Forum: Ruby on Rails Rails 4 deprecation of in-place edit methods for collection associations

2b04479fb847d7177977ac759769ce34?d=identicon&s=25 George Georgiev (georgiev)
on 2013-09-17 08:11
(Received via mailing list)
Hi everyone!

For those of you who are not noticed the in-place edit method for
collection associations are broken in the current rails release - 4.0.0,
and here's what is cooking in the rails master
https://github.com/rails/rails/commit/1a40be021132...
and this https://github.com/rails/rails/pull/12227

In short: it looks like things like has_many.reject!{},
has_many.select!{},
has_many.delete_if{}, has_many.pop etc. will not work as of Rails 4.2.
I tried to get some answers about the motivation of this decision here
https://github.com/rails/rails/pull/12236 but i failed.

So to the question can someone please explain WHY is this happening?
Where is the "confusion" in the examples above?

PS.
I have read the CHANGELOG - it does not explain the motivation.
And please, I don't thing that "This behavior was changed by design. We
choose to not support this in Rails 4.0 and we will not bring it back"
and "The
decision was already made and like I said we will not change it back
since
it introduce more confusion than feature" are answers to my question at
all.
2b04479fb847d7177977ac759769ce34?d=identicon&s=25 George Georgiev (georgiev)
on 2013-09-21 08:20
(Received via mailing list)
Monkey patch gem to revert to per rails 4 behaviour
http://rubygems.org/gems/rails4-editable-collections
6883e5ef03484d4fcef507d7b4f1d243?d=identicon&s=25 Matt Jones (Guest)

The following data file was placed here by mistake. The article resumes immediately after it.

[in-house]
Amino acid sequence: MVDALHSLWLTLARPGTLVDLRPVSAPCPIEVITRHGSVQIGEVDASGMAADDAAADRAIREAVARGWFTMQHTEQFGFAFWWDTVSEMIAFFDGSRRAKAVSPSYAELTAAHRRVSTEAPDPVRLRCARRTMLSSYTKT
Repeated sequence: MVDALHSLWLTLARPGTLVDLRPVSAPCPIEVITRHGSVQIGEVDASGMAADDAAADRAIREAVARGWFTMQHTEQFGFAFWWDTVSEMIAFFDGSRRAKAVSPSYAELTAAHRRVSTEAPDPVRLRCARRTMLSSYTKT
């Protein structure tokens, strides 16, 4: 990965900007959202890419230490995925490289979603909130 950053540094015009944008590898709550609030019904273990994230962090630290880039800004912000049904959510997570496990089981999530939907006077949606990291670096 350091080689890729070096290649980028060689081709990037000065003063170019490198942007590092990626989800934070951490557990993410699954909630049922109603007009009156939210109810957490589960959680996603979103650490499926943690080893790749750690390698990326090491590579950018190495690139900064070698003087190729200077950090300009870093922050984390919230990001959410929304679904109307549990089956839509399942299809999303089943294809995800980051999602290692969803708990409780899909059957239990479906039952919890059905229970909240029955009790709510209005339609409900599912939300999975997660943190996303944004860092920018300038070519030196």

on 2013-09-23 16:00
(Received via mailing list)
On Tuesday, 17 September 2013 00:43:15 UTC-5, George Georgiev wrote:
> has_many.select!{}, has_many.delete_if{}, has_many.pop etc. will not work
> as of Rails 4.2.
> I tried to get some answers about the motivation of this decision here
> https://github.com/rails/rails/pull/12236 but i failed.
>
> So to the question can someone please explain WHY is this happening?
> Where is the "confusion" in the examples above?
>

 Another related ticket: https://github.com/rails/rails/issues/12140

The problem is that using (for instance) delete_if on a collection
removes
things from the in-memory version but doesn't persist the changes. It
*can't* persist the changes, since the records have been removed from
the
association's list of records. This is EXACTLY the "confusion"
referenced
in the tickets.

One of your examples in 12236 highlights this issue: these two code
snippets (in Rails 3 or 4) do not do the same thing:

post.comments.select! { |comment| comment.not_spam? }
# => filters the array in-memory but does not unlink objects

vs

comments = post.comments.to_a
comments.select! { |comment| comment.not_spam? }
post.comments = comments
# => unlinks comments that aren't in the filtered array

--Matt Jones
5b50fec1e5bf39bb4d75b199130882f7?d=identicon&s=25 Josh Jordan (Guest)
on 2013-09-24 14:20
(Received via mailing list)
The justification for this change seems preposterous. Why would anyone
think that, in the former example, the database has changed? The method
called there is named "select!".

This sounds like a case of a few people writing fragile code without any
understanding of what they were doing or the systems they work on, and
complaining about it. I suggested that a simple bit of documentation
would
solve the problem. It doesn't seem to make much sense to make this
particular interface so inconsistent with the rest of ActiveRecord,
which
absolutely allows you to modify objects in memory.
2b04479fb847d7177977ac759769ce34?d=identicon&s=25 George Georgiev (georgiev)
on 2013-09-25 07:50
(Received via mailing list)
Thank you Matt!!
Now I see my own confusion - I was convinced that these two snippets are
identical in Rails 3 (Well, they are - JUST in MY case)

When they do the same thing - when the collection contains only new
records
(hence no unlinking required).
In all other cases in-place filtering doesn't work even in Rails 3 as
you
pointed out.

But I still disagree that dropping the in-place methods (and breaking
the
Collection contract) is the best solution.

Thank you once again for clarifying!!
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